Finding solutions for 5th-degree polynomial functions  TOPIC_SOLVED

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Finding solutions for 5th-degree polynomial functions

Postby honest_denverco09 on Wed Apr 22, 2009 2:13 am

Please help me to solve this function : y = x^5 - 6x^4 + 20x^3 - 60x^2 + 99x - 54
I know the answer are x = 1, x = 2, x = 3, x = 3i, x = -3i . Thanks!
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Re: Finding solutions for 5th-degree polynomial functions

Postby Martingale on Wed Apr 22, 2009 4:40 am

honest_denverco09 wrote:Please help me to solve this function : y = x^5 - 6x^4 + 20x^3 - 60x^2 + 99x - 54
I know the answer are x = 1, x = 2, x = 3, x = 3i, x = -3i . Thanks!


if you are given this polynomial and you don't know any of the roots then you can start my using the rational root theorem to see if there are any rational roots to your polynomial.

otherwise if you can factor it, because you just don't see how, you could always try a numerical technique.
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Postby stapel_eliz on Wed Apr 22, 2009 11:26 am

honest_denverco09 wrote:Please help me to solve this function : y = x^5 - 6x^4 + 20x^3 - 60x^2 + 99x - 54

To learn the set of techniques used for solving polynomials, please try here. :wink:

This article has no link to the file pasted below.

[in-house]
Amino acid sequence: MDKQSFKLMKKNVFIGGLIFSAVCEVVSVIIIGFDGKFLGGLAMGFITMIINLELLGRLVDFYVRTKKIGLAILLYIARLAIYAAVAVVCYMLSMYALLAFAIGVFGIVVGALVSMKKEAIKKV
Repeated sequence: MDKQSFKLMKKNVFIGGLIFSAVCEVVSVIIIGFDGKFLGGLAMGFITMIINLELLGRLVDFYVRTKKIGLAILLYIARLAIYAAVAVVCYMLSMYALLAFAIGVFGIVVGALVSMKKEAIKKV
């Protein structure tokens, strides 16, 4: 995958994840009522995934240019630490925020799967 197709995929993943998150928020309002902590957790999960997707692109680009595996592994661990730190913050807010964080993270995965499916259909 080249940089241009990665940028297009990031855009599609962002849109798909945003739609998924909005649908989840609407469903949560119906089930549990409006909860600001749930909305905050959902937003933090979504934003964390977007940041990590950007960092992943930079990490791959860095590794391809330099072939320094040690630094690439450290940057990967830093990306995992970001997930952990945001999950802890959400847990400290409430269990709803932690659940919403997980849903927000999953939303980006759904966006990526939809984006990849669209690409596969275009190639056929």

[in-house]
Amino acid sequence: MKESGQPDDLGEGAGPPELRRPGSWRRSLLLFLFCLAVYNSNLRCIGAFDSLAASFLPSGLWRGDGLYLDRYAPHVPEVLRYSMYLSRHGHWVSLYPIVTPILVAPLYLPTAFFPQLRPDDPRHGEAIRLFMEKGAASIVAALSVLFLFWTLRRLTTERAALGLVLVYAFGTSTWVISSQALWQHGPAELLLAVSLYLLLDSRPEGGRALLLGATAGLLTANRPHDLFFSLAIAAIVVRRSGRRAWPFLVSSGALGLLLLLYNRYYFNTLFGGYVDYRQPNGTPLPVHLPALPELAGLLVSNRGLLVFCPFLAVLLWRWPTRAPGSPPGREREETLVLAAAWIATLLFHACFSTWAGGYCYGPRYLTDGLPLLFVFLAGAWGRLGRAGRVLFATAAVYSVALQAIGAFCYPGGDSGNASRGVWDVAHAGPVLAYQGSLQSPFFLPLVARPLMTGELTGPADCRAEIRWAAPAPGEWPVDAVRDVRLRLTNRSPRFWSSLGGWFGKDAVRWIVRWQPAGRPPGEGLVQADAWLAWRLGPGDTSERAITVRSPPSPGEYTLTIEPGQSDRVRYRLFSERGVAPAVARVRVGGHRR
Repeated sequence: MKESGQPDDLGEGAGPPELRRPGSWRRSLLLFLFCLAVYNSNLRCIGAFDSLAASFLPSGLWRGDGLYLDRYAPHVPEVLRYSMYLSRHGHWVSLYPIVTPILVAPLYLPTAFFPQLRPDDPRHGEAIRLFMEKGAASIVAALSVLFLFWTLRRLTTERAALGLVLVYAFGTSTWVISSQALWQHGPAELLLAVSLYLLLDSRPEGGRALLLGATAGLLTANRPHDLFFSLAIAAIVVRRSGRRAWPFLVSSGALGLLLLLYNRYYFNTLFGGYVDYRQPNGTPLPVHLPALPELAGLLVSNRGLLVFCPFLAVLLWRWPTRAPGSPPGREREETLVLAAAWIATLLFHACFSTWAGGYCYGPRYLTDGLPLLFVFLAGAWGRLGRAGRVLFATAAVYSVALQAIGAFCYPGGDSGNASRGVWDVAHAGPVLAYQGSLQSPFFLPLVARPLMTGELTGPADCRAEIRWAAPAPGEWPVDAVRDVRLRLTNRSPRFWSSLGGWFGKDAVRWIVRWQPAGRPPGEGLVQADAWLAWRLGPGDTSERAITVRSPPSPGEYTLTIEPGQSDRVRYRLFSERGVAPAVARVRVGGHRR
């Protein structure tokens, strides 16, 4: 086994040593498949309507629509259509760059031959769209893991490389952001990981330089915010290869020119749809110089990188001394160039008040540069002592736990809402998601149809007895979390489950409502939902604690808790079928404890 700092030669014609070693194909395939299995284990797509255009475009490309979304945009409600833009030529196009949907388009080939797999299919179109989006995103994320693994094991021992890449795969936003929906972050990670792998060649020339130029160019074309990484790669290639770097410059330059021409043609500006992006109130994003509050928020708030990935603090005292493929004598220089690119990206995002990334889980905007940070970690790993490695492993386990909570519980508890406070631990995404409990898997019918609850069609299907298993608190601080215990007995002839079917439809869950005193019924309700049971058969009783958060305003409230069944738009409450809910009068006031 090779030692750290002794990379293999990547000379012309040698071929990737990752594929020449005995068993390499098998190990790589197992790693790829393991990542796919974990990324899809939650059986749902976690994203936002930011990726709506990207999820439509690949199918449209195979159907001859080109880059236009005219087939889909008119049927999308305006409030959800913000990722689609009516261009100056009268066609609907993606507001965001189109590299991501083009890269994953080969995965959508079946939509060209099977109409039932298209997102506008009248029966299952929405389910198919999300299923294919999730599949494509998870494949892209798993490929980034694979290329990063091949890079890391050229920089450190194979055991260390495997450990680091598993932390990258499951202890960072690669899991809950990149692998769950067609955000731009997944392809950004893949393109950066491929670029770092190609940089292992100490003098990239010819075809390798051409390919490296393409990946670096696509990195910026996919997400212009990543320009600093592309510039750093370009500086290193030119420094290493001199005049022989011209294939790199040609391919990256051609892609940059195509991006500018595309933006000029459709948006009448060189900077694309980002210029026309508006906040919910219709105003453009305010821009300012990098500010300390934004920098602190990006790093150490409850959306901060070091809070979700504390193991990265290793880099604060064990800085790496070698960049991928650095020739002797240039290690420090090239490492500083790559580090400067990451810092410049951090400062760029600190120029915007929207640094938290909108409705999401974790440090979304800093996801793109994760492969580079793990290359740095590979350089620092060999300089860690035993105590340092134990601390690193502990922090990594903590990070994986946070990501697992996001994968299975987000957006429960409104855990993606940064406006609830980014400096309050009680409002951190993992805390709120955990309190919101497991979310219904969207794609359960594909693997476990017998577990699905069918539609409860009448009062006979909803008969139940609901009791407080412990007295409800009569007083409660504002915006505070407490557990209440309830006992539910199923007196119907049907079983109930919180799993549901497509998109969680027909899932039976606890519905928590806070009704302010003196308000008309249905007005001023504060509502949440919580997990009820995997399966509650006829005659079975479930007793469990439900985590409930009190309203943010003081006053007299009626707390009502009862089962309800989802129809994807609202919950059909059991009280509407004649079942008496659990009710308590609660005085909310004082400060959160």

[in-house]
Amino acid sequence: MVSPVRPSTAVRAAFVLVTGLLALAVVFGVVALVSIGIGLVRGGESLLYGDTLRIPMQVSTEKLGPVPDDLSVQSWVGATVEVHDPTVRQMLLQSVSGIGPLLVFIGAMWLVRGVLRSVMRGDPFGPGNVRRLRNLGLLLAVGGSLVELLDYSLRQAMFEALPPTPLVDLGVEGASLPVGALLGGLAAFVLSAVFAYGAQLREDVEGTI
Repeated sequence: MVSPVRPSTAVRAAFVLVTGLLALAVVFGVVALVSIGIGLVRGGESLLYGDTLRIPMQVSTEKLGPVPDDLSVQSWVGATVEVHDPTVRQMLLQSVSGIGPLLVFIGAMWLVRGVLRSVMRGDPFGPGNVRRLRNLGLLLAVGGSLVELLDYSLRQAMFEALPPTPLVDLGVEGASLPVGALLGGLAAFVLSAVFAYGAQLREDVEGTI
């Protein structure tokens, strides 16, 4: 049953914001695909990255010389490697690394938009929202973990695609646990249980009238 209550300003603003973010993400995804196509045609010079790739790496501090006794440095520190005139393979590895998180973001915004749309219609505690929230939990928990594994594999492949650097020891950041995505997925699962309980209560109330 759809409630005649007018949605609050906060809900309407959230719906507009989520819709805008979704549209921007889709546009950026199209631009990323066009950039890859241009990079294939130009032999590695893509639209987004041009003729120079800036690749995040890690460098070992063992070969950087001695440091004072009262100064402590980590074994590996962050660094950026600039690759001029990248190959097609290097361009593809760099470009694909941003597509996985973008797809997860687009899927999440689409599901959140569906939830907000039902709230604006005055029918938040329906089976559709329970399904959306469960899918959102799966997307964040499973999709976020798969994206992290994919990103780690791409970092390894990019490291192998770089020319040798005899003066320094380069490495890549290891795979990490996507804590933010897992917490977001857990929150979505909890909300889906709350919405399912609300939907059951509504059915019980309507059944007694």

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Re: Finding solutions for 5th-degree polynomial functions

Postby honest_denverco09 on Thu Apr 23, 2009 10:50 pm

Thank you, guy a lot!

Here is some steps that i did :
We have y = x^5 - 6x^2 + 11x - 6
1st :Using calculator to find the visible x-intercepts by looking at the graph, we will see that this function has 3 x-intercepts, 1, 2, 3
Or (x-1)(x-2)(x-3) = x^3 - 6x^2 + 11x - 6
2nd :But we know that this is the fifth-degree one, so it must have 2 more non-real zeros. So, we set up :
(x^3 - 6x^2 + 11x - 6)(factor) = x^5 - 6x^2 + 11x - 6
3rd :Using the polynomial quotient method to find the factor in the equation above, you will get factor x^2 + 9
Eventually, we get y = (x - 1)(x - 2)(x - 3)(x - 3i)(x + 3i)
The x-intercepts are also the zeros! ^^!

Now i got how to solve the higher degree polynomial function by Factor Theorem, but i hear that there is one more Theorem to find the answer for this problem is Rational Root Theorem. So, can some one tell me what is the differences between these two theorems ? And when should we use one of them ?Thank!
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Re: Finding solutions for 5th-degree polynomial functions  TOPIC_SOLVED

Postby stapel_eliz on Thu Apr 23, 2009 11:07 pm

To learn about the techniques for solving polynomials, including how to use the Rational Roots Test, try following the link provided in an earlier reply.

The lesson at that link will also demonstrate how much easier it is to divide out known factors, rather than guessing factors from the picture and then attempting to reconstruct the original factorization. :shock:

For instance, you'll learn how to divide out the x - 1, thus proving, when the remainder is zero, that x - 1 is actually a factor. Then, working from the now-simpler and lower-degree quotient, divide out the next factor. And so forth. Once you get down to a quadratic, you apply the Quadratic Formula.

Study the various examples in the lesson. They make the process fairly straightforward. :D
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